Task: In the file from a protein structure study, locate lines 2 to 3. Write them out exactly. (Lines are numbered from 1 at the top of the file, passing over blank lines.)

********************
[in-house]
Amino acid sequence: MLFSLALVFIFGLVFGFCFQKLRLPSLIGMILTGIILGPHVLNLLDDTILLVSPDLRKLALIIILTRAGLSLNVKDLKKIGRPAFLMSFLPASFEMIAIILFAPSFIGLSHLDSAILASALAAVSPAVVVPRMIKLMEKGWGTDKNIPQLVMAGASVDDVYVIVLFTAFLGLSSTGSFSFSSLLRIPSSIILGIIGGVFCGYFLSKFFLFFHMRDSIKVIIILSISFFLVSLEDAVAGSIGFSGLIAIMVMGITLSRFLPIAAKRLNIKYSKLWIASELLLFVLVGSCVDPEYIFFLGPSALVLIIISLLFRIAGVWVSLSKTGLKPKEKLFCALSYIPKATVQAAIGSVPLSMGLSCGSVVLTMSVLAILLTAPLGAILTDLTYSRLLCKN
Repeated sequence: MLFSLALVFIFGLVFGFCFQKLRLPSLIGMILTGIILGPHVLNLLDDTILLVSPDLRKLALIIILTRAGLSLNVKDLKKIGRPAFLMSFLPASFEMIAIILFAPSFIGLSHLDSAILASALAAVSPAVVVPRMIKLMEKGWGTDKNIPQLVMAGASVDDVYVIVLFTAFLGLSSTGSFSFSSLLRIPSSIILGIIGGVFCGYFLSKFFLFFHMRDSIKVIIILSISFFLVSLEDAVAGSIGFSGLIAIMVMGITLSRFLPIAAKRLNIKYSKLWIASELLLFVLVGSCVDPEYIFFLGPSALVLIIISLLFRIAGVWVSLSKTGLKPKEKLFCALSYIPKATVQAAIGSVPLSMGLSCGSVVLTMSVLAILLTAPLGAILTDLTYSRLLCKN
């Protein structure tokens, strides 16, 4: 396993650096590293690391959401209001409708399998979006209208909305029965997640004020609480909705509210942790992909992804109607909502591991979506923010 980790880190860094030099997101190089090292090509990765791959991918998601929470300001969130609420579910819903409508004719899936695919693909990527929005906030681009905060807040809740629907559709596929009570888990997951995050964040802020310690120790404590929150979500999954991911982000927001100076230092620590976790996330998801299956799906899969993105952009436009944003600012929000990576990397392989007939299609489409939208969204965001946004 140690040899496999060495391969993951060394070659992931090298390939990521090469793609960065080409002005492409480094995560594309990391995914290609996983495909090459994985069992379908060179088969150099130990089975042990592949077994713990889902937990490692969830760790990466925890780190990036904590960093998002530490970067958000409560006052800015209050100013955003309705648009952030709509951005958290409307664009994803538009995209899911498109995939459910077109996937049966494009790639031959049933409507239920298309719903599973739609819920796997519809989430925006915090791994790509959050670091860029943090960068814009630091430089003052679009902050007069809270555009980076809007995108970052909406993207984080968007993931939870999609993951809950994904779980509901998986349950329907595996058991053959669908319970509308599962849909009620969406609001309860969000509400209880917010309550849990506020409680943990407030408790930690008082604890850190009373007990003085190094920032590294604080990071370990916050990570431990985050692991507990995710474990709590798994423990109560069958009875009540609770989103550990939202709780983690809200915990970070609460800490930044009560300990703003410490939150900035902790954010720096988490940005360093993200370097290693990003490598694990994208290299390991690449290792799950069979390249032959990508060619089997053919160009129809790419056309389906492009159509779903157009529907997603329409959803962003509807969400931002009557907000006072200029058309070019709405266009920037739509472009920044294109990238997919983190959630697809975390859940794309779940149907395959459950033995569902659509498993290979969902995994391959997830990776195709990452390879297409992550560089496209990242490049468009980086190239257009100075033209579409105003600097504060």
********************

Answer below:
Amino acid sequence: MLFSLALVFIFGLVFGFCFQKLRLPSLIGMILTGIILGPHVLNLLDDTILLVSPDLRKLALIIILTRAGLSLNVKDLKKIGRPAFLMSFLPASFEMIAIILFAPSFIGLSHLDSAILASALAAVSPAVVVPRMIKLMEKGWGTDKNIPQLVMAGASVDDVYVIVLFTAFLGLSSTGSFSFSSLLRIPSSIILGIIGGVFCGYFLSKFFLFFHMRDSIKVIIILSISFFLVSLEDAVAGSIGFSGLIAIMVMGITLSRFLPIAAKRLNIKYSKLWIASELLLFVLVGSCVDPEYIFFLGPSALVLIIISLLFRIAGVWVSLSKTGLKPKEKLFCALSYIPKATVQAAIGSVPLSMGLSCGSVVLTMSVLAILLTAPLGAILTDLTYSRLLCKN
Repeated sequence: MLFSLALVFIFGLVFGFCFQKLRLPSLIGMILTGIILGPHVLNLLDDTILLVSPDLRKLALIIILTRAGLSLNVKDLKKIGRPAFLMSFLPASFEMIAIILFAPSFIGLSHLDSAILASALAAVSPAVVVPRMIKLMEKGWGTDKNIPQLVMAGASVDDVYVIVLFTAFLGLSSTGSFSFSSLLRIPSSIILGIIGGVFCGYFLSKFFLFFHMRDSIKVIIILSISFFLVSLEDAVAGSIGFSGLIAIMVMGITLSRFLPIAAKRLNIKYSKLWIASELLLFVLVGSCVDPEYIFFLGPSALVLIIISLLFRIAGVWVSLSKTGLKPKEKLFCALSYIPKATVQAAIGSVPLSMGLSCGSVVLTMSVLAILLTAPLGAILTDLTYSRLLCKN